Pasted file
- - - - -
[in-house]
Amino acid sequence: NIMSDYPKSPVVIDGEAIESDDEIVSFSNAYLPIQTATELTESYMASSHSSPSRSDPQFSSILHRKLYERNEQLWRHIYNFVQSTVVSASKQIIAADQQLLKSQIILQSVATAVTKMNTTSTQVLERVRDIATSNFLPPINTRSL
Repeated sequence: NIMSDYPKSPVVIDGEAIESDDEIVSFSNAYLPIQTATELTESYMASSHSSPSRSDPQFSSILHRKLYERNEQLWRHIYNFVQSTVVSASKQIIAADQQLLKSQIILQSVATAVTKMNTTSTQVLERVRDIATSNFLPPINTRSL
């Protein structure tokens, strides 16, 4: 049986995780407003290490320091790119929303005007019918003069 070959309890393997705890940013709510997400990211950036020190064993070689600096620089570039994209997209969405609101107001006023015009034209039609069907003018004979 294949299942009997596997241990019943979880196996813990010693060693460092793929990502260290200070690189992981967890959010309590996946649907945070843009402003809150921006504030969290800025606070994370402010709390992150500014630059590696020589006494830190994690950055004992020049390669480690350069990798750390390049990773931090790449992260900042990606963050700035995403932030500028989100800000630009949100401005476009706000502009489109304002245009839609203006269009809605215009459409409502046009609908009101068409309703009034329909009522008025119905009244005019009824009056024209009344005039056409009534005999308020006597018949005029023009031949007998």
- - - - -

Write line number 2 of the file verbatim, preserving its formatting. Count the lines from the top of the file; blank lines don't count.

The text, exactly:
Amino acid sequence: NIMSDYPKSPVVIDGEAIESDDEIVSFSNAYLPIQTATELTESYMASSHSSPSRSDPQFSSILHRKLYERNEQLWRHIYNFVQSTVVSASKQIIAADQQLLKSQIILQSVATAVTKMNTTSTQVLERVRDIATSNFLPPINTRSL